“I Wanted It To Feel Like Superhero Vérité”: Talking With Writer Curt Pires About New ComiXology Comic Book ‘Youth’

by Olly MacNamee

Olly MacNamee: Youth, your new 4 part comic book series is billed as an “epic superhuman saga unlike any other”. Having read the first issue, it certainly isn’t The New Teen Titans is it? You went for a more authentic, more grounded superhero drama, and boy do you deliver. But, I’m interested in how much of your own life story is actually poured into this book?
Curt Pires: A lot of the events of the book were inspired by “wilder” times in my life and experiences I had in my late teens/early twenties. The characters also were inspired by friends, acquaintances, people I grew up with etc. I wanted the book to be grounded in humanity, but at the same time, none of the stories are 1/1. It was important that I wasn’t telling anyone’s story without their consent or simply grafting them onto characters. So the story and characters grow beyond what inspires them, while still being grounded in this reality. 
OM: Out of the four main characters, who do you relate to the most?
CP: I relate to all of them. I think they all embody different elements of my personality. 

OM: Like other super powered folk, the characters you bring together on this road-trip have also suffered pain, loss and hardship, but not the usual problems faces by mainstream capes. People like River, who’s lost his dad to cancer only to find him replaced by some dead beat. Many of these are experiences I imagine a lot of readers can relate to, right? 
CP: Exactly. Even after the characters get empowered they are still burdened by very human baggage and problems. Their problems don’t disappear. In speaking to River specifically, I think we’ve all dealt with loss in some way or another, so it makes sense to me, to show this in the book. If only to let people know they’re not alone. 
OM: The first issue is a great scene setter for the whole series. Thanks to Alex Diotto’s art, as well as Dee Cuniffe’s colors, it’s a very cinematic opener that feels very much like the start of a NSFW John Hughes film, with an accompanying soundtrack too! Was that the look and tone you were aiming for? 
CP: I certainly welcome the comparison. Hughes is an icon. I wasn’t consciously trying to evoke Hughes, but I totally get the comp. I was really inspired by music for a lot of the book. Frank Ocean, Brockhampton, Kevin Abstract, artists who are really vulnerable about life and love and the reality of growing up in the world today. Films by Harmony Korrine, Andrea Arnold, and Gus Van Sandt were also big in terms of energy. And of course classic teen superhero comics.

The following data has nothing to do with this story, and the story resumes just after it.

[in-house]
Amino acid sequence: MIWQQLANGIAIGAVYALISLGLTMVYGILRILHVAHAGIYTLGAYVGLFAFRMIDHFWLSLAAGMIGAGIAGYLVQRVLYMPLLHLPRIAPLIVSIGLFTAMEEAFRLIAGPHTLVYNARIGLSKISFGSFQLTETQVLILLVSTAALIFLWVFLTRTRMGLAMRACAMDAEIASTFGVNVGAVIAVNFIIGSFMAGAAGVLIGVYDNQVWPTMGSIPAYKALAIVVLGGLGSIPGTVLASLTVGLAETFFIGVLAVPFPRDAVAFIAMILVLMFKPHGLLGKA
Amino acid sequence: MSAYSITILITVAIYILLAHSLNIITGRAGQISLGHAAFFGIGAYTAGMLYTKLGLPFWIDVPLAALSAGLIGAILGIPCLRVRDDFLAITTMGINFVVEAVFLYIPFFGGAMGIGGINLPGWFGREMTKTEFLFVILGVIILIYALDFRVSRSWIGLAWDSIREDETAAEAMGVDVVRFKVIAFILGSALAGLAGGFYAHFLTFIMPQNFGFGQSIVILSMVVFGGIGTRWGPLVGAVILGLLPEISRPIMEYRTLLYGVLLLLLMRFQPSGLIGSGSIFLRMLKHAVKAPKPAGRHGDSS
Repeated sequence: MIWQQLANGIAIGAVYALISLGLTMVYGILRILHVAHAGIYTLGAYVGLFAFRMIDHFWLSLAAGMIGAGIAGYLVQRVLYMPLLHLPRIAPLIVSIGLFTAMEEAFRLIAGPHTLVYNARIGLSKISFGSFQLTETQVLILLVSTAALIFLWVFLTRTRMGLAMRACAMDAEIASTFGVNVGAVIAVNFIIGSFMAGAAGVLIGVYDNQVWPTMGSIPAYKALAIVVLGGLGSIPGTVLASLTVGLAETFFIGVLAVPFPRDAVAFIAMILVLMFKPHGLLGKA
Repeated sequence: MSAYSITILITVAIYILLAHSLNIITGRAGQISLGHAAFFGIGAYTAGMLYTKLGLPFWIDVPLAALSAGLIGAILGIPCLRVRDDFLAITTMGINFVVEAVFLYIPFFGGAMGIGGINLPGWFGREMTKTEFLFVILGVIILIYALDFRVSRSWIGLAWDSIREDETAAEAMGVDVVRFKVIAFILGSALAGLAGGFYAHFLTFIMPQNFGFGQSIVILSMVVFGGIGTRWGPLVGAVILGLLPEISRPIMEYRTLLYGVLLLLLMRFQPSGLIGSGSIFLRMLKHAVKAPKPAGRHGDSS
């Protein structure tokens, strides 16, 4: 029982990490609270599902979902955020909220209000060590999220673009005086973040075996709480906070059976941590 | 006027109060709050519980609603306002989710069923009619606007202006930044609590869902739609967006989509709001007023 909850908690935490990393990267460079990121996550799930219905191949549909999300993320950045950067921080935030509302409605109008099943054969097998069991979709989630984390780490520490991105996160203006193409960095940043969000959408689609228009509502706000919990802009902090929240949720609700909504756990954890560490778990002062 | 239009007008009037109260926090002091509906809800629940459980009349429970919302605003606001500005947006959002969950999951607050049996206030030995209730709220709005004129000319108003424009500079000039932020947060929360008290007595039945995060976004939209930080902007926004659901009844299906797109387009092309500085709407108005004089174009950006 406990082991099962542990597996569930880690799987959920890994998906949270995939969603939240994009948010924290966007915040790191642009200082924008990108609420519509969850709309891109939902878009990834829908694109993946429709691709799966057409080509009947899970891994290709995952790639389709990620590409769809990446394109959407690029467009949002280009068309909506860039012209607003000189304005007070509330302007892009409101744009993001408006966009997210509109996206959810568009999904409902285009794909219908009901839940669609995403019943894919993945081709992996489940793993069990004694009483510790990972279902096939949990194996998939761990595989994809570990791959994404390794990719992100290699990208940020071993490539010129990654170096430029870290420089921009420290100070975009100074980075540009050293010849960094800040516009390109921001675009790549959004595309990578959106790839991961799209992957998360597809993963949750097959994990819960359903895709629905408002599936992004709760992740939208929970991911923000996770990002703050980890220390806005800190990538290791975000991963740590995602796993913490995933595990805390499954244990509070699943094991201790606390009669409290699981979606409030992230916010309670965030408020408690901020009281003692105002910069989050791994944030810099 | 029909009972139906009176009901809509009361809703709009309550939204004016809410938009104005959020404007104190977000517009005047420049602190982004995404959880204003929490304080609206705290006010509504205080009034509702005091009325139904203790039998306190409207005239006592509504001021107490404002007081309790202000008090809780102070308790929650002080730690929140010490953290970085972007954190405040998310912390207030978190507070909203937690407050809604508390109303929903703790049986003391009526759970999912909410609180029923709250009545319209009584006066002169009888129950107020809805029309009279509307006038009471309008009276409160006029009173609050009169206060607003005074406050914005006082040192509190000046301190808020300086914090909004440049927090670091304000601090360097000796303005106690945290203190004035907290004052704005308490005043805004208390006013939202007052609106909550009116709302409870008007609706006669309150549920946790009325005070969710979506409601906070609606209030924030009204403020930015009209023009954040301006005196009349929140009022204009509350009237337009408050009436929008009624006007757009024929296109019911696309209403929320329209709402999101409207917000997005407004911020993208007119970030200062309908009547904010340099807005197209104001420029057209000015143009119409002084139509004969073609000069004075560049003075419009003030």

OM: Without giving too much away, until the end of the first issue, you’d be forgiven for forgetting this is a superhero comic. And yet, issue two starts in a very different manner completely. It feels like it’s got more in common with Josh Trank’s Chronicle than Richard Donner’s Superman the Movie. 
CP: Exactly. I wanted it to feel like Superhero Vérité. An on the ground look at the terror and beauty of what becoming posthuman would be like. 
OM: What starts off in issue one as something of a read trip to escape their Midwestern dead end lives, veers into a very different direction with issue #2 which has more of a shady, government ‘bootleg’ (as you put it) Nick Fury vibe about it. That, and some pretty cosmic going-ons too. Is one of your aims, also, to explore and experiment with superhero tropes in a very different way? Expect the unexpected, so to speak?
CP: I have a comprehensive mythology mapped out for the book. It was important to me to honor the superhero angle of the story as much as the teen love coming of age angle, so my reverence and enjoyment of comics manifests a lot in some of these sequences. 

OM: With many creators in comics, especially working for the Big Two, closer to middle age than their college years, do you honestly believe these creators have lost touch with what it’s like to be young in such a contemporary society we face today?
CP: I think it’s less an issue of creators having lost touch and more an issue with the way books are staffed at these big comic corporations. I don’t feel like someone 45-50 should necessarily be writing Teen Titans or Young Avengers over a 25-30 year old.  They can write another book. Let’s give a young professional a shot. I’m not saying pluck the first 25 year old you see off the street, but there’s plenty of qualified “younger” writers who would bring a fresh take to these books. That said, Marvel and DC can do whatever they want. I wish them the best. I’m happy to provide for people who want these more contemporary stories. 
OM: Finally, then, what would you like readers to take away from this series once it’s done and dusted?
CP: Well we’re coming back for Season Two so we ain’t even close to done and dusted! That said I hope people enjoy the ride. I love this book. 
Youth #1 is out today, Tuesday 12th May on comiXology, with each subsequent issue of this 4 part mini-series available weekly. Go check it out!

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